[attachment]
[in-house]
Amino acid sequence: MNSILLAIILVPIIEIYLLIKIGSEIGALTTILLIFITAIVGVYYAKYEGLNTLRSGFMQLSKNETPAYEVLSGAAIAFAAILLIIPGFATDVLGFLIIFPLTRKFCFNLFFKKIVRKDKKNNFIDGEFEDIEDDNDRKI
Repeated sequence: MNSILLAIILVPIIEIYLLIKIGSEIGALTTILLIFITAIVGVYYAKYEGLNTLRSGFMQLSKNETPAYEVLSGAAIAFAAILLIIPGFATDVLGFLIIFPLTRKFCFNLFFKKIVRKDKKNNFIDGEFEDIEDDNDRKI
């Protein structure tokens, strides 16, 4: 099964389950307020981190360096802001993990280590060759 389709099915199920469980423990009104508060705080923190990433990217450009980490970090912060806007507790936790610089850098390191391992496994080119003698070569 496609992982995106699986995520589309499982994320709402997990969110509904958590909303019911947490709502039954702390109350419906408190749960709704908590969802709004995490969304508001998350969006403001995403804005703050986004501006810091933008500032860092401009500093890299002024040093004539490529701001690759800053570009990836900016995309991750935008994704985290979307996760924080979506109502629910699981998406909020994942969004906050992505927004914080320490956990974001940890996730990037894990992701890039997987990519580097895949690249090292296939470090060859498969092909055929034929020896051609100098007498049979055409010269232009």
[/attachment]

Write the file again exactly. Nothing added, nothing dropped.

[in-house]
Amino acid sequence: MNSILLAIILVPIIEIYLLIKIGSEIGALTTILLIFITAIVGVYYAKYEGLNTLRSGFMQLSKNETPAYEVLSGAAIAFAAILLIIPGFATDVLGFLIIFPLTRKFCFNLFFKKIVRKDKKNNFIDGEFEDIEDDNDRKI
Repeated sequence: MNSILLAIILVPIIEIYLLIKIGSEIGALTTILLIFITAIVGVYYAKYEGLNTLRSGFMQLSKNETPAYEVLSGAAIAFAAILLIIPGFATDVLGFLIIFPLTRKFCFNLFFKKIVRKDKKNNFIDGEFEDIEDDNDRKI
């Protein structure tokens, strides 16, 4: 099964389950307020981190360096802001993990280590060759 389709099915199920469980423990009104508060705080923190990433990217450009980490970090912060806007507790936790610089850098390191391992496994080119003698070569 496609992982995106699986995520589309499982994320709402997990969110509904958590909303019911947490709502039954702390109350419906408190749960709704908590969802709004995490969304508001998350969006403001995403804005703050986004501006810091933008500032860092401009500093890299002024040093004539490529701001690759800053570009990836900016995309991750935008994704985290979307996760924080979506109502629910699981998406909020994942969004906050992505927004914080320490956990974001940890996730990037894990992701890039997987990519580097895949690249090292296939470090060859498969092909055929034929020896051609100098007498049979055409010269232009």